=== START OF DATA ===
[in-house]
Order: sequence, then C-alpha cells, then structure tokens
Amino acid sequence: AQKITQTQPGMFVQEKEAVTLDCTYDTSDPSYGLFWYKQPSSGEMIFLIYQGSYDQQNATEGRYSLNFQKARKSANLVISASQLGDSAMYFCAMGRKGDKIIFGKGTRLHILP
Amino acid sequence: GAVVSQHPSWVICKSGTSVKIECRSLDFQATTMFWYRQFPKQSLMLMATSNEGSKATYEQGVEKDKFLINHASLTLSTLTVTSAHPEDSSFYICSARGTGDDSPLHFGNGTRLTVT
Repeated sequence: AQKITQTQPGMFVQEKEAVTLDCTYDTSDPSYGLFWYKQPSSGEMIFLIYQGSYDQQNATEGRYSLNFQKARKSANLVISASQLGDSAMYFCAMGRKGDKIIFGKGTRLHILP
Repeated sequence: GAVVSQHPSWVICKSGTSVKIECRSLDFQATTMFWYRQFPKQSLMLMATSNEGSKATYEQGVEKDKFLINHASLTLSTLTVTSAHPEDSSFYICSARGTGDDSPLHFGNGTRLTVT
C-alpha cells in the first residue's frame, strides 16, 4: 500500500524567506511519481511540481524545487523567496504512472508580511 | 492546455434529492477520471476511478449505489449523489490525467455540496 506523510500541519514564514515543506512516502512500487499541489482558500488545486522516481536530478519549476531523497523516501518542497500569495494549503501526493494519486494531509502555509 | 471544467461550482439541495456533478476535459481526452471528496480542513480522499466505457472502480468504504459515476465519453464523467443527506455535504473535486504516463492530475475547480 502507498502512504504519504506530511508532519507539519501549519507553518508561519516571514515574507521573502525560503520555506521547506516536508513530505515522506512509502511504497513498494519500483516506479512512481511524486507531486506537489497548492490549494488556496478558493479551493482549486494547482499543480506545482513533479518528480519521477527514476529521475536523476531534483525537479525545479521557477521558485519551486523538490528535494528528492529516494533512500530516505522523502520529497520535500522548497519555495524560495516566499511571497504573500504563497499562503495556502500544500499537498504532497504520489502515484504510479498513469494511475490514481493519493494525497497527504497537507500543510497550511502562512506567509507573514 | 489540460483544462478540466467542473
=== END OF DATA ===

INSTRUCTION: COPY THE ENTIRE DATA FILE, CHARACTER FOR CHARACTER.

[in-house]
Order: sequence, then C-alpha cells, then structure tokens
Amino acid sequence: AQKITQTQPGMFVQEKEAVTLDCTYDTSDPSYGLFWYKQPSSGEMIFLIYQGSYDQQNATEGRYSLNFQKARKSANLVISASQLGDSAMYFCAMGRKGDKIIFGKGTRLHILP
Amino acid sequence: GAVVSQHPSWVICKSGTSVKIECRSLDFQATTMFWYRQFPKQSLMLMATSNEGSKATYEQGVEKDKFLINHASLTLSTLTVTSAHPEDSSFYICSARGTGDDSPLHFGNGTRLTVT
Repeated sequence: AQKITQTQPGMFVQEKEAVTLDCTYDTSDPSYGLFWYKQPSSGEMIFLIYQGSYDQQNATEGRYSLNFQKARKSANLVISASQLGDSAMYFCAMGRKGDKIIFGKGTRLHILP
Repeated sequence: GAVVSQHPSWVICKSGTSVKIECRSLDFQATTMFWYRQFPKQSLMLMATSNEGSKATYEQGVEKDKFLINHASLTLSTLTVTSAHPEDSSFYICSARGTGDDSPLHFGNGTRLTVT
C-alpha cells in the first residue's frame, strides 16, 4: 500500500524567506511519481511540481524545487523567496504512472508580511 | 492546455434529492477520471476511478449505489449523489490525467455540496 506523510500541519514564514515543506512516502512500487499541489482558500488545486522516481536530478519549476531523497523516501518542497500569495494549503501526493494519486494531509502555509 | 471544467461550482439541495456533478476535459481526452471528496480542513480522499466505457472502480468504504459515476465519453464523467443527506455535504473535486504516463492530475475547480 502507498502512504504519504506530511508532519507539519501549519507553518508561519516571514515574507521573502525560503520555506521547506516536508513530505515522506512509502511504497513498494519500483516506479512512481511524486507531486506537489497548492490549494488556496478558493479551493482549486494547482499543480506545482513533479518528480519521477527514476529521475536523476531534483525537479525545479521557477521558485519551486523538490528535494528528492529516494533512500530516505522523502520529497520535500522548497519555495524560495516566499511571497504573500504563497499562503495556502500544500499537498504532497504520489502515484504510479498513469494511475490514481493519493494525497497527504497537507500543510497550511502562512506567509507573514 | 489540460483544462478540466467542473